Risk & Compliance

Big Four Facing Calls for U.K. Breakup

Lawmakers have labeled the four firms a “cozy club incapable of providing the degree of independent challenge needed” for auditing public companies.
Matthew HellerMay 17, 2018

The Big Four accounting firms are facing pressure to break up their U.K. businesses after a scathing government report labeled them a “cozy club” with conflicts of interest embedded in their audit functions.

The Financial Times reported that all four firms are planning for a potential breakup amid mounting concerns over the audit market in the wake of the collapse of government contractor Carillion in January.

The Big Four were “guilty of failing to tackle the crisis” at Carillion, “prioritizing their own profits ahead of good governance at the companies they are supposed to be putting under the microscope,” said Rachel Reeves, a member of parliament who chairs the Business, Energy and Industrial Strategy Committee.

The BEIS and Work and Pensions committees this week released a report urging the U.K.’s competition watchdog to consider breaking up the four, saying they operated as an “oligopoly” and a “cozy club incapable of providing the degree of independent challenge needed.”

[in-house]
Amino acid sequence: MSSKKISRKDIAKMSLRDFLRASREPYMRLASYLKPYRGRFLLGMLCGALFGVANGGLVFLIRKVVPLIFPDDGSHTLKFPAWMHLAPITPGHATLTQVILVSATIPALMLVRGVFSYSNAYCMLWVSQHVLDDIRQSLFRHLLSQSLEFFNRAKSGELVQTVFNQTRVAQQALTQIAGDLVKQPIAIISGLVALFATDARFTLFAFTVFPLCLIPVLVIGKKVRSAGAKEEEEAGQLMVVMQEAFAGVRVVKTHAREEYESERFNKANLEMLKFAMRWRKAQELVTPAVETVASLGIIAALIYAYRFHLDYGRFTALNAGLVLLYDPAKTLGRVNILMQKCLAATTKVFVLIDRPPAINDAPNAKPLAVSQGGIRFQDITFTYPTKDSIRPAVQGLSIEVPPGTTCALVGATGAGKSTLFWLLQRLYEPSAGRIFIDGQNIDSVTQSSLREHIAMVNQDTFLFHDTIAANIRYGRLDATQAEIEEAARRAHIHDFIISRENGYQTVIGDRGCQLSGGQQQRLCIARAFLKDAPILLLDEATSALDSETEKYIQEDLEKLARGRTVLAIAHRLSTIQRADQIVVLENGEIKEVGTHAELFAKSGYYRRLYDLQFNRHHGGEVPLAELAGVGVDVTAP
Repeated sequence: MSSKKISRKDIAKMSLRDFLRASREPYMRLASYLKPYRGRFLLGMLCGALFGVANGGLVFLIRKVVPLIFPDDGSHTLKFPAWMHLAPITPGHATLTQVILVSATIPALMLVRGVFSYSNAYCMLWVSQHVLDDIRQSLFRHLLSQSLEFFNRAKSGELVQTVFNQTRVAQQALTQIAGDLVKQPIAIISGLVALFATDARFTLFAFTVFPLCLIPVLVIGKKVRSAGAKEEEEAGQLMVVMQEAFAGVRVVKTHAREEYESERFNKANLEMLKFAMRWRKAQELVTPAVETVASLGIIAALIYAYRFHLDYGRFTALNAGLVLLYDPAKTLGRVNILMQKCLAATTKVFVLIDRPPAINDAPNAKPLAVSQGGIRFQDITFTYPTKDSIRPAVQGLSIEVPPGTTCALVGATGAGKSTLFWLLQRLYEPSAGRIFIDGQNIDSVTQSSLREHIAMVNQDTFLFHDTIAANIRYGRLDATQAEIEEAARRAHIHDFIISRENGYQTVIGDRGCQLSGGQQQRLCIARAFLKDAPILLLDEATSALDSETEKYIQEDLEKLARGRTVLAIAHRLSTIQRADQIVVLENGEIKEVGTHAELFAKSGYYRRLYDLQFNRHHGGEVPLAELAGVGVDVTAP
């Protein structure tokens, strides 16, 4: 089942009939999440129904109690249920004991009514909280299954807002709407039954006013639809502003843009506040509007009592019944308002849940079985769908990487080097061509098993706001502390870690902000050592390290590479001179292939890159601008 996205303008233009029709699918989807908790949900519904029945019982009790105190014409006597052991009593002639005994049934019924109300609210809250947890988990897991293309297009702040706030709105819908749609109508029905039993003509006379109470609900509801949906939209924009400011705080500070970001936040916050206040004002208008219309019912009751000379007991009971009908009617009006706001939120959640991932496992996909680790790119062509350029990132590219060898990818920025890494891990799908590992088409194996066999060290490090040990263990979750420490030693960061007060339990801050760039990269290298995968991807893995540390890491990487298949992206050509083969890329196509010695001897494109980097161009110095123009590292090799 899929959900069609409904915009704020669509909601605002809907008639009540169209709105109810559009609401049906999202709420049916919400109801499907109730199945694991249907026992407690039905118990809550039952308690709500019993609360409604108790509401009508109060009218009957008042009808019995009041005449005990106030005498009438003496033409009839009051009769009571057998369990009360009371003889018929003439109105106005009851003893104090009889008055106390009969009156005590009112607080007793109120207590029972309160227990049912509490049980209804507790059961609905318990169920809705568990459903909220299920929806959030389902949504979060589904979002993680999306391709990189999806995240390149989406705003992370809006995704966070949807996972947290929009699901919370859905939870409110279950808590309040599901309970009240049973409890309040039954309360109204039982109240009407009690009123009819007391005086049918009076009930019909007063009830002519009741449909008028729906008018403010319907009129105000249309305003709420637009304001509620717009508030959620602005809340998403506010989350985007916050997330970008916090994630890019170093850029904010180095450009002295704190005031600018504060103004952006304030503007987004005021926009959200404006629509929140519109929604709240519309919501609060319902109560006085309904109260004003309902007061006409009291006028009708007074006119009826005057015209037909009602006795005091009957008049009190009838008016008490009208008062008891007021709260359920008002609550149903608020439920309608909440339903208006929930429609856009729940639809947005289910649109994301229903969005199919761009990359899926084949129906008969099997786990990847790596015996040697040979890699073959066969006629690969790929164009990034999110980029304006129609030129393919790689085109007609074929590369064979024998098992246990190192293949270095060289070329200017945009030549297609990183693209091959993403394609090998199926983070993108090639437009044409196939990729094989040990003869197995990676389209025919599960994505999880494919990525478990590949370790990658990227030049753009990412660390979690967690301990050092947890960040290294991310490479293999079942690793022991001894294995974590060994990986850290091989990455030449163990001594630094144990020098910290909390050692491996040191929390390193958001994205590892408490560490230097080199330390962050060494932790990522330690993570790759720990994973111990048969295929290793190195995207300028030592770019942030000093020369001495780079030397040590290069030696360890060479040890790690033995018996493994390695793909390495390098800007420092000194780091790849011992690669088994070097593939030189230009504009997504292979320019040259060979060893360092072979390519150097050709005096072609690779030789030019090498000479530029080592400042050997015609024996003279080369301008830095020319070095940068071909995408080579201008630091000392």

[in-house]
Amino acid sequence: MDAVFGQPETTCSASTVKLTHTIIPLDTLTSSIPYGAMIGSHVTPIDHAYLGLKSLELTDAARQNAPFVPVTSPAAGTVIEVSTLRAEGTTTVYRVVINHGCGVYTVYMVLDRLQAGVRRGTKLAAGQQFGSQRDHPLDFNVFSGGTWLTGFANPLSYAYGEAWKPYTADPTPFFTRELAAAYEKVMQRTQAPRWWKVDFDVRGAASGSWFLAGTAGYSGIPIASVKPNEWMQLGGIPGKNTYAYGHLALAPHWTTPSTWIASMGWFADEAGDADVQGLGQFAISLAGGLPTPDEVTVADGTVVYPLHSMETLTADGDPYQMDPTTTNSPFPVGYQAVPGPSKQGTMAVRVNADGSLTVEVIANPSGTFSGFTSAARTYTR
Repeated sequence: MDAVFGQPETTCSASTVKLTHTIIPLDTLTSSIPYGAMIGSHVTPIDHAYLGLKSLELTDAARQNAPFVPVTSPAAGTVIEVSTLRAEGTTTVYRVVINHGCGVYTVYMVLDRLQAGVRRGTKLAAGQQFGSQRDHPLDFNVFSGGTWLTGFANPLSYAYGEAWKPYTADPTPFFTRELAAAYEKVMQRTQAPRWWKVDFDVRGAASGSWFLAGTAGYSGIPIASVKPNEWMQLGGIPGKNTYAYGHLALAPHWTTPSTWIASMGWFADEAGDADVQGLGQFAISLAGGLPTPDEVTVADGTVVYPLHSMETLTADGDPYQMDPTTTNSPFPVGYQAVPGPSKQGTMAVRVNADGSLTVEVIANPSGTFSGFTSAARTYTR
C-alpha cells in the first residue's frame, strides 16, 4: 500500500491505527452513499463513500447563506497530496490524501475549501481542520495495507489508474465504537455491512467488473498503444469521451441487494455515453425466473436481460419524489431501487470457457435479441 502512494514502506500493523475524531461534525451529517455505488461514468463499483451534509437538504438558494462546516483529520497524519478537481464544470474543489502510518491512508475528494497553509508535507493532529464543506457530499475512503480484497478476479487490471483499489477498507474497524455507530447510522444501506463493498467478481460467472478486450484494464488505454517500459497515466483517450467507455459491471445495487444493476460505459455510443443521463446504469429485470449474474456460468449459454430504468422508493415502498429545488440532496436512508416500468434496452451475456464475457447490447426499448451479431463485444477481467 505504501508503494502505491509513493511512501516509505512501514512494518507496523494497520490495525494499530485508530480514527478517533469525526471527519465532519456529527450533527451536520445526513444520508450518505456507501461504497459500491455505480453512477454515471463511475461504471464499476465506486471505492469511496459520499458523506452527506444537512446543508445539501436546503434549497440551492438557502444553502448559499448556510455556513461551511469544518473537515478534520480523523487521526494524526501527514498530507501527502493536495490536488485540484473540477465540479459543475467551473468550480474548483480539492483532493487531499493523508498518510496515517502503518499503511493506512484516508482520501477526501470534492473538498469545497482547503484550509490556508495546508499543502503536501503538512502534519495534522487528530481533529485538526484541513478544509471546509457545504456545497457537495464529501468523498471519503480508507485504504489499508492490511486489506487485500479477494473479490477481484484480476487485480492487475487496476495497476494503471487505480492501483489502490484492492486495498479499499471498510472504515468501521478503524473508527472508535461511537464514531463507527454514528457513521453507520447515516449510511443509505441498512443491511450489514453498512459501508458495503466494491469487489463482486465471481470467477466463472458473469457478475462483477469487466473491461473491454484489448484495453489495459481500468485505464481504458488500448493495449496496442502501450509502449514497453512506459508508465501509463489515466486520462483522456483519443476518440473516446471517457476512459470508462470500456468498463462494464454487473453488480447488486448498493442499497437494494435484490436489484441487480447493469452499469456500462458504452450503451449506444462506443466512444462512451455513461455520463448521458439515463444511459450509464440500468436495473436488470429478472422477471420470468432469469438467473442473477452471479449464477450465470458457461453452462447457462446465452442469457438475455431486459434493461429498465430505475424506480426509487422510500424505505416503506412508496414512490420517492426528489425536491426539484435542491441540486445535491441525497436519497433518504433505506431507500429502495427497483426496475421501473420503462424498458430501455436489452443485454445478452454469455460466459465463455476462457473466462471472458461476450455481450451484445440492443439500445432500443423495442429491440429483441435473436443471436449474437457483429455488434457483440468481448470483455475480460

“KMPG, PwC, Deloitte, and EY pocket millions of pounds for their lucrative audit work — even when they fail to warn about corporate disasters like Carillion,” the report said. “It is a parasitical relationship which sees the auditors prosper, regardless of what happens to the companies, employees, and investors who rely on their scrutiny.”

The four firms sign off on the accounts of 97% of the U.K.’s 350 largest listed companies. KPMG had audited Carillion’s accounts for 19 years.

According to the FT, there are two possible breakup scenarios: The Big Four could either be split into two smaller multidisciplinary firms or their consulting work could be spun off to create audit-only businesses.

Bill Michael, chairman of KPMG’s U.K. business, said his firm had been thinking about break-up scenarios “for some time” as the current business model of the Big Four is “unsustainable”.

“We are an oligopoly — that is undeniable,” he told the FT. “I can’t believe the industry will be the same [in the future]. We have to reduce the level of conflicts and  . . .  demonstrate why they are manageable and why the public and all stakeholders should trust us.”